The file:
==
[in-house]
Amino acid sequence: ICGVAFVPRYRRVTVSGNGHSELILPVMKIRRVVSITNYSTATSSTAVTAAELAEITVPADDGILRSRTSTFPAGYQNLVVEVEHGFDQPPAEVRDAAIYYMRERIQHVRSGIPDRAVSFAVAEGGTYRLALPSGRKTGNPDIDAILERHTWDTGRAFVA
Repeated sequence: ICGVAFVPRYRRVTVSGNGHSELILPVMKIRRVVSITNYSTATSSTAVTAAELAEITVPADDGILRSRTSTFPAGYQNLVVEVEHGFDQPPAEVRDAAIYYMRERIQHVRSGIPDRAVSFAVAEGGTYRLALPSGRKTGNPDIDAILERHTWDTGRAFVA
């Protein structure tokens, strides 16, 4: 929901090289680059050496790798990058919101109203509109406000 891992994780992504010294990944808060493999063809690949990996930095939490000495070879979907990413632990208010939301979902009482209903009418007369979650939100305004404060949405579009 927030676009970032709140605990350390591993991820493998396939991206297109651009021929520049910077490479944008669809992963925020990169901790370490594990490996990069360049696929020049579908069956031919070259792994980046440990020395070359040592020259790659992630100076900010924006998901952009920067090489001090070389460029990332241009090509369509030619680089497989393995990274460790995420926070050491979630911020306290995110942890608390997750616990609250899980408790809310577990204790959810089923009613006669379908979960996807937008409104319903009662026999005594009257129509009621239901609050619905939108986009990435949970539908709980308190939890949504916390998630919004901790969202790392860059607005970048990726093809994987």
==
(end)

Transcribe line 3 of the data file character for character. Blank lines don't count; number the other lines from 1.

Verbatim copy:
Repeated sequence: ICGVAFVPRYRRVTVSGNGHSELILPVMKIRRVVSITNYSTATSSTAVTAAELAEITVPADDGILRSRTSTFPAGYQNLVVEVEHGFDQPPAEVRDAAIYYMRERIQHVRSGIPDRAVSFAVAEGGTYRLALPSGRKTGNPDIDAILERHTWDTGRAFVA